Commentary: Rhetoric from Bobby Rush is passe

Who would've thought that Bobby Rush, the Chicago congressman, would remind me of the last woman I almost married?

Naw, not the mustache: Hers was thicker.

It's Rush's penchant for overstatement, for going for the jugular in every instance, that makes me remember the last not-quite-so-Sweet Thang so unfondly.

With her, every argument, no matter how small, became an all-out assault.

For instance, let me mash on the brakes of the car too hard or pick up the wrong brand of salt from the store, and I instantly became – to use her favorite term of endearment for me – a worthless idiot.

It's the same with Rush. Senate Democrats who indicated they won't acknowledge Roland Burris as the U.S. Senate replacement for Barack Obama are suddenly being compared to the vilest racists in our country's history.

Forget that Burris was appointed by Rod Blagojevich, the scandal-riddled Illinois governor heard on tapes apparently trying to sell the seat for cash.

Despite that, Rush leaped at the opportunity to inject race into an issue in which it has no place. He used evocative phrases such as "lynch and hang" and compared senators who might oppose Blago's appointee to Bull Connors and George Wallace.

Obscured by Rush's inflammatory comments was a legitimately arguable point. "We're still a nation of laws," he was quoted in published reports as saying, "and I believe that Roland Burris and Gov. Blagojevich, they're on solid constitutional grounds."

As governor, Blago has a constitutional right to appoint a replacement, but considering the stench emanating from the governor's office these days, the Senate has every right to ignore his appointment until his legal case is settled.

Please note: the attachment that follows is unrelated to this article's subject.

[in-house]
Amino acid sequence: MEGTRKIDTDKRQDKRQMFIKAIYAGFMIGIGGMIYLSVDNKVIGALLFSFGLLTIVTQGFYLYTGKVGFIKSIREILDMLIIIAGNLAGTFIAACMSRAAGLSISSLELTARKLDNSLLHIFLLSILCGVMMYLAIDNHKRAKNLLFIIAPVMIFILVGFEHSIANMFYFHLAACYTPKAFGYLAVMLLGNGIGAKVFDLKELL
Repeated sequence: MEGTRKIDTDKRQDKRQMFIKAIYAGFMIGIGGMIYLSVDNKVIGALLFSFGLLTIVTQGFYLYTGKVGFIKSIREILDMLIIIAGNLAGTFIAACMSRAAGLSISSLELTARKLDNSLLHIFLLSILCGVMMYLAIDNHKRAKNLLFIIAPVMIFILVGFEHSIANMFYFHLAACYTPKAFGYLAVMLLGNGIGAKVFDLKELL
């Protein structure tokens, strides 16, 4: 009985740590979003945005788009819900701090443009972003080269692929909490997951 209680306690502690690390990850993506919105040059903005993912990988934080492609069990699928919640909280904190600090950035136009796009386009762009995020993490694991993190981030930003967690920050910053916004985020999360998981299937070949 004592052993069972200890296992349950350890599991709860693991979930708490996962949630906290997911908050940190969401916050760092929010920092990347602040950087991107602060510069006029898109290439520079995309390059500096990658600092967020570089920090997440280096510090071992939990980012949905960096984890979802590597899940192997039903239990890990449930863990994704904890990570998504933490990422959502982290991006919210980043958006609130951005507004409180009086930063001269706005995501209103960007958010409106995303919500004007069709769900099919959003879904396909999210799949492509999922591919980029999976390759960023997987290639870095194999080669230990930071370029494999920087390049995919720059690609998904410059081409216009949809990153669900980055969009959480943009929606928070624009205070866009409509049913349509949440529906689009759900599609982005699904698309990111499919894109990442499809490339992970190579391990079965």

After the governor announced the appointment, Rush leaped upon the microphone and said, "Let me just remind you that there presently is no African-American in the U.S. Senate."

That stinks, to be sure, but if a brother or sister gets into the Senate he or she shouldn't be burdened with the credibility issues that come from being Blago's pick.

As for Rush's flame-throwing rhetoric, there was indeed a time when the forces of the U.S. government were arrayed against him and the Black Panthers Party he co-founded. He must realize, though, that the same weapons used in defending one's self against J. Edgar Hoover's FBI aren't the same weapons you need when defending an appointment by a man many consider an Elvis-looking crook. Blago looks like he could break out singing "Hunka Hunka Burnin' Love" at any minute.

Perhaps that's Rush's problem. Do you reckon he got confused by Blagojevich's 1960s-era, aging-teen-idol hairdo and thought he himself was back in the '60s, back in the Panthers?

There will most assuredly be times when race will unfairly exclude or include someone from seeking a deserved position, but this isn't one of those times.

As we enter a new year, a new era in American history, the country needs to put away the outmoded rhetoric and ideals of the 1960s -- just as it did on Nov. 4.

You, too, Bobby.